The Galaxy J2 DTV is Samsung's first smartphone with a digital TV tuner
_There's no question that Samsung is one of the modern mobile industry's forward thinkers. From kicking off the phablet trend, to impressive VR hardware, curved-edge displays and 4G smartwatches, Sammy's on fire certainly among the market's movers and shakers. Yet, at the same time, the company has long harbored curious affinity to old, dated tech that goes beyond your typical nostalgia. With the company said to be prepping a new flip-phone running on Android 6.0 Marshmallow, a special version of the Samsung Galaxy J2 (2016) includes a digital TV tuner.
The Galaxy J2 DTV, as it's known, is only for the Philippines, and is said to be the first Samsung handset with a digital TV tuner. Under the hood is a 1.3 GHz quad-core Exynos 3457, 1 GB of RAM and 8 GB of expandable storage, while the rear camera is a mere 5-megapixel offering.
The device's DTV capabilities are presented via the 4.7-inch 540 x 960 Super AMOLED display, which doesn't seem especially adept to showcasing video of any kind. Moreover, the handset packs a lowly 2000 mAh battery, so we'd imagine that users will be doing quite a bit of wall-hugging. In which case, it begs the question: why not just use an ordinary TV?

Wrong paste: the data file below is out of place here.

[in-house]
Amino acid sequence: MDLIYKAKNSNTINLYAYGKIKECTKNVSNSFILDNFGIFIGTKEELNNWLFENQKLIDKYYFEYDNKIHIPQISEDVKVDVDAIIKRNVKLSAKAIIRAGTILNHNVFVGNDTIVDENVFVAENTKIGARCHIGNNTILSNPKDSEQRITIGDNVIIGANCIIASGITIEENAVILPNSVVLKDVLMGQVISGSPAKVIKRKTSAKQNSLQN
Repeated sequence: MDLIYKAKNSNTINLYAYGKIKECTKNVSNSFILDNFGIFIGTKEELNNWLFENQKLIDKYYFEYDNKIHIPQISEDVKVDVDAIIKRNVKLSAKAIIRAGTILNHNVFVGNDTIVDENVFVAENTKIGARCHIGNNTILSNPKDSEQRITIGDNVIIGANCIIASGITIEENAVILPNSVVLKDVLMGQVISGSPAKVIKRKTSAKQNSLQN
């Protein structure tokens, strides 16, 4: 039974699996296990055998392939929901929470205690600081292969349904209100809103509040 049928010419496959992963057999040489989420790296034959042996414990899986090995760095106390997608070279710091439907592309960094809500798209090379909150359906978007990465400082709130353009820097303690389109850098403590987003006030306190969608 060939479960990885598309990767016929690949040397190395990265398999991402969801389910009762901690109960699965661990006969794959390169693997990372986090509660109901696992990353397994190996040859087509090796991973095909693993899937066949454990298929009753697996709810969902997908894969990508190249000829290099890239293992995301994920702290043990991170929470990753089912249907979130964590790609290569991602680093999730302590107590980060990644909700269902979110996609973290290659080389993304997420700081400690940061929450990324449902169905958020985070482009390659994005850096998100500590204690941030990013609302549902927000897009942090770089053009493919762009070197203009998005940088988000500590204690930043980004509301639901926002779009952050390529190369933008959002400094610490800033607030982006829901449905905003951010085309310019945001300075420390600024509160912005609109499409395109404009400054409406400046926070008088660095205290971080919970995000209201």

It might appear to be a somewhat pointless endeavor on Samsung's part, but there may be some method behind apparent madness. According to Forbes, the Internet service in the Philippines is the worst in the whole of Asia, so Netflix and Hulu streaming on-the-go is a rarity to most. Broadcast TV out in the Philippines certainly won't offer the wealth of on-demand content that many of us take for granted. But the Galaxy J2 DTV does, at least, provide some solace.
The Galaxy J2 DTV is now on sale in the Philippines at a cost of 6,990 Philippine Pesos ($150). If you're thinking of importing one as a spare portable TV, it should be noted that since the Philippines uses a different broadcasting standard to the U.S. and Europe, there's a good chance that you won't be able to tune into anything locally.
source: TheNextWeb, Forbes